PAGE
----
There appears to be a consensus opinion among leading public health authorities that a coronavirus vaccine for COVID-19 would take at least 12-18 months to develop, test and be ready for market distribution. The projection assumes that an aggressive development schedule would produce a licensed vaccine proven safe and effective for use in humans no earlier than March-August 2021.
On Feb. 11, 2020, the director general of the World Health Organization (WHO), Dr. Tedros Ghebreyesus, said that the first vaccine for COVID-19 could be ready within 18 months.1 A week earlier Thomas Breuer, MD of British pharmaceutical corporation GlaxoSmithKline plc had noted that even if development of a vaccine for COVID-19 were to be done at an accelerated pace, approval of the vaccine would “take at least 12 to 18 months.”2
At a White House press conference on Feb. 25 Anthony Fauci, MD of the U.S. National Institutes of Health (NIH) estimated it would take “at least a year to a year and a half at best” to develop a vaccine for COVID-19.3 Dr. Fauci has subsequently reiterated this estimate on various occasions.4 5 6
Keep in mind that this time frame of 12 to 18 months is extremely ambitious even with the short cuts that are being taken—the elimination of normal government regulatory procedures designed to ensure the safety of vaccines and other pharmaceutical products. A good example of this “fast-tracking” is the elimination of testing vaccines on animals before proceeding to human trials.
In an article in Live Science, Nicoletta Lanese writes:
The lengthy process [of developing a vaccine] requires that scientists first give the vaccine to animals to determine whether it’s safe and effective at preventing the disease in question. Only after passing through iterative tests in animal models, and being adjusted along the way, can a formulation be tested in human trials.7
It normally takes 15 to 20 years to develop a vaccine, according to Mark Feinberg, president and CEO of the International AIDS Vaccine Initiative. “When you hear predictions about it taking at best a year or a year and a half to have a vaccine available, there’s no way to come close to those timelines unless we take new approaches,” Feinberg said.8
A recent article in The Vaccine Reaction highlighted some of the most advanced programs involved in developing a vaccine for COVID-19. All of those research efforts include skipping over the animal trials phase and going straight to human trials. Moderna, Inc. of Cambridge, Massachusetts began its human trials on Mar. 16, 2020 using an experimental mRNA COVID-19 vaccine. Several other companies will follow over the next few months, but none of them expect to have a final product ready for licensure by the U.S. Food and Drug Administration (FDA) this year.9
That’s why it was surprising to hear European Commission (EC) president Ursula von der Leyen say on Mar. 17 that she was hopeful a vaccine for COVID-19 could be available for use by September 2020. Following conversations with managers of German biotechnology firm CureVac AG, von de Leyen said:
The European Union provided them (CureVac) up to €80 million ($89.4 million), and I hope that, with this support, we can have a vaccine on the market perhaps before autumn.10
She added, “They are highly specialized in this field, and it’s their prediction that they might be able, towards fall, to have the possibility to have a vaccine that is fighting coronavirus.”11
A vaccine for COVID-19 ready to roll out in just six months? It sounds wildly optimistic, particularly when you consider that even if a vaccine were to be approved by September 2020, it would take additional time to mass produce and distribute it. If short cuts for the development of a COVID-19 vaccine are being taken in order to meet a 12-to-18-month schedule, then you have to question what kind of short cuts may be adopted to speed things up even further.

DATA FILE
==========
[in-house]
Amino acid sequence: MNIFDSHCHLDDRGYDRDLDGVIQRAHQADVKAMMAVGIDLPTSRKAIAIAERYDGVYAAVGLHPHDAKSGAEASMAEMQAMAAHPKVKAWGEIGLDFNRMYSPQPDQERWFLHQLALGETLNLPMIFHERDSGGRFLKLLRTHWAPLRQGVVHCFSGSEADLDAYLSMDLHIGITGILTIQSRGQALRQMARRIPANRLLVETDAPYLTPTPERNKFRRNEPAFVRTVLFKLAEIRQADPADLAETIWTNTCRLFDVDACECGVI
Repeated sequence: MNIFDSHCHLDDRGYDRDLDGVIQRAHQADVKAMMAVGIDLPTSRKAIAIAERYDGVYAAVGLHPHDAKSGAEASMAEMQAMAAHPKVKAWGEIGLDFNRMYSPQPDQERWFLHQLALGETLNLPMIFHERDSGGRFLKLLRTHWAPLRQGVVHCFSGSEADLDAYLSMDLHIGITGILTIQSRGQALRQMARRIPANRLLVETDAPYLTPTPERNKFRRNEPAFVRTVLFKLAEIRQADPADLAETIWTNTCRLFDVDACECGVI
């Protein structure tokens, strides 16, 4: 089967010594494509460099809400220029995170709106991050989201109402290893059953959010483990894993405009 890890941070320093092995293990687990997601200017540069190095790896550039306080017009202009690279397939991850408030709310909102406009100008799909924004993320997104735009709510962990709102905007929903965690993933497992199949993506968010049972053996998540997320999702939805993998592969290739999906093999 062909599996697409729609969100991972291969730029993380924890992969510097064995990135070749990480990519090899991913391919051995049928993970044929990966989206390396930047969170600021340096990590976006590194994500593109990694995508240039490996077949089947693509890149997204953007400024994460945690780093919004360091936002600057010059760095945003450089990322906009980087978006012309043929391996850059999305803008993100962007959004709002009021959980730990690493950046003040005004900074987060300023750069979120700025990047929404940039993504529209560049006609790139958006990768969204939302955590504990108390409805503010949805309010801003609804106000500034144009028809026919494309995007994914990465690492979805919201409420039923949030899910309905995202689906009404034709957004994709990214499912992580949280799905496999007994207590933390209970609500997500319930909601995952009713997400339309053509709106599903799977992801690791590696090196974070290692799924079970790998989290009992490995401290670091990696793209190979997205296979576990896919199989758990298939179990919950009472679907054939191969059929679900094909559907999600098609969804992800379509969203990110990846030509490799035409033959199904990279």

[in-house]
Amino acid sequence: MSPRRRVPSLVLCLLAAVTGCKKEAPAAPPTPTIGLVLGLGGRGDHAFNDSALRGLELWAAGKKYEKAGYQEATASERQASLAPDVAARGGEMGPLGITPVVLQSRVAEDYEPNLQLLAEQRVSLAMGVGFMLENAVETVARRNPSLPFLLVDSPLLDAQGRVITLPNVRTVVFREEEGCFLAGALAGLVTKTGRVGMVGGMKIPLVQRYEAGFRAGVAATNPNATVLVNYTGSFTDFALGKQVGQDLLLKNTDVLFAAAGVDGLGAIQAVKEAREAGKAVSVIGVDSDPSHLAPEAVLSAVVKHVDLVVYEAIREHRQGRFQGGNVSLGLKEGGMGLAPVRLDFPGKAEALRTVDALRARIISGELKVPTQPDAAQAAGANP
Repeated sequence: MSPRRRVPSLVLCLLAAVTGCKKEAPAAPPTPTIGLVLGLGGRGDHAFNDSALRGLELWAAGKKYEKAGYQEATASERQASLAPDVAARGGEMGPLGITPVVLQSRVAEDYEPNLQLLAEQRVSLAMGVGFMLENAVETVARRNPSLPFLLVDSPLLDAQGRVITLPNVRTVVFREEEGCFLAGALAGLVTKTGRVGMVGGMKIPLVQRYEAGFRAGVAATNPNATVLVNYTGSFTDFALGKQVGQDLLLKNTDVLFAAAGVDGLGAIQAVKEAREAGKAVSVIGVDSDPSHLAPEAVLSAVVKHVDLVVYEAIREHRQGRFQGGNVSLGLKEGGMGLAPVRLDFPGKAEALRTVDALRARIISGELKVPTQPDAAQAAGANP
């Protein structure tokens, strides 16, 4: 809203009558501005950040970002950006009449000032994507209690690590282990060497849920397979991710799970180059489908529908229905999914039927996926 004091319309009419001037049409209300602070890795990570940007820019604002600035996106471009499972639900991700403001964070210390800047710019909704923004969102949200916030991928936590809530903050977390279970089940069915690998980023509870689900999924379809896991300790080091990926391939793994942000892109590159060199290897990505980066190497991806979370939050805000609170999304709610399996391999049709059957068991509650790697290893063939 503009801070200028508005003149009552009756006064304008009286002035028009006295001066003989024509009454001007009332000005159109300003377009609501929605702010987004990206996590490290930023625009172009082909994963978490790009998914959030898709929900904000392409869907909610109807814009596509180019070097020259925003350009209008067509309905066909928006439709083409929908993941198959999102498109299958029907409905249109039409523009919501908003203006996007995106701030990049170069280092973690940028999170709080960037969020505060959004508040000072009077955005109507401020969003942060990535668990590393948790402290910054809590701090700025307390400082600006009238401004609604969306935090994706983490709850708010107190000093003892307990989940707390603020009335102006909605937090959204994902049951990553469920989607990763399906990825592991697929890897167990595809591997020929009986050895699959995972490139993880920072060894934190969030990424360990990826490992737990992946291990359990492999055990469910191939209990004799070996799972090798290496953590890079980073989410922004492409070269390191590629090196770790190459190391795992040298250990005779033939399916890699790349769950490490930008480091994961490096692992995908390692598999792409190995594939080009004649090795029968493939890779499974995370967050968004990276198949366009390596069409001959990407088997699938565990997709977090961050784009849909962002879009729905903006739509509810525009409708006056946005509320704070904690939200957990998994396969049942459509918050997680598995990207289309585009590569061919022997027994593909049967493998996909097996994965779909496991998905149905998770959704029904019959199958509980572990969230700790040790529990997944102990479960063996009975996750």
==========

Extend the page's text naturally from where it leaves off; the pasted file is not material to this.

In a cautionary note sounded by Professor Jonathan Kimmelman, PhD, director of biomedical ethics at McGill University, Dr. Kimmelman writes:
Outbreaks and national emergencies often create pressure to suspend rights, standards and/or normal rules of ethical conduct. Often our decision to do so seems unwise in retrospect.8
In response to von de Leyen’s six-month projection, a spokesperson for the European Medicines Agency (EMA) said that it would be at least six months before proposed vaccines could be tested in larger clinical trials and 12 to 18 months before a vaccine for COVID-19 could be ready for approval.11
1 Givas N. Coronavirus vaccine could be ready in 18 months, WHO officials say: ‘We are not defenseless’. Fox News Feb. 11, 2020.
2 O’Donnell C, Erman M. Drugmakers see long road ahead in coronavirus vaccine race. Reuters Feb. 5, 2020.
3 Deese K. RHealth official says coronavirus vaccine will take ‘at least a year to a year and a half’ to develop. The Hill Feb. 26, 2020.
4 Fink J. Coronavirus Vaccine ‘At Least A Year” Away ‘At Best’ From Being Publicly Available, National Health Official Says. Newsweek Feb. 26, 2020.
5 Jackson D. Health officials tell Donald Trump that coronavirus vaccine is at least a year away. USA Today Mar. 11, 2020.
6 Soucheray S.. Fauci: Vaccine at least year away, as COVID-19 death toll rises to 9 in Seattle. CIDRAP News Mar. 3, 2020.
7 Lanese N. Researchers fast-track coronavirus vaccine by skipping key animal testing first. Live Science Mar. 13, 2020.
8 Boodman E. Researchers rush to test coronavirus vaccine in people without knowing how well it works in animals. STAT Mar. 11, 2020.
9 TVR Staff. Bill Gates Says Health Care Workers Will Be First to Get Coronavirus Vaccine. The Vaccine Reaction Mar. 20, 2020.
10 FRANCE 24 English. “I hope we can have a vaccine on the market perhaps before Autumn,” says Von der Leyen. YouTube Mar. 18, 2020.
11 Wheaton S. Von der Leyen hopes for vaccine by ‘autumn,’ defying expert predictions. Politico Mar. 17, 2020.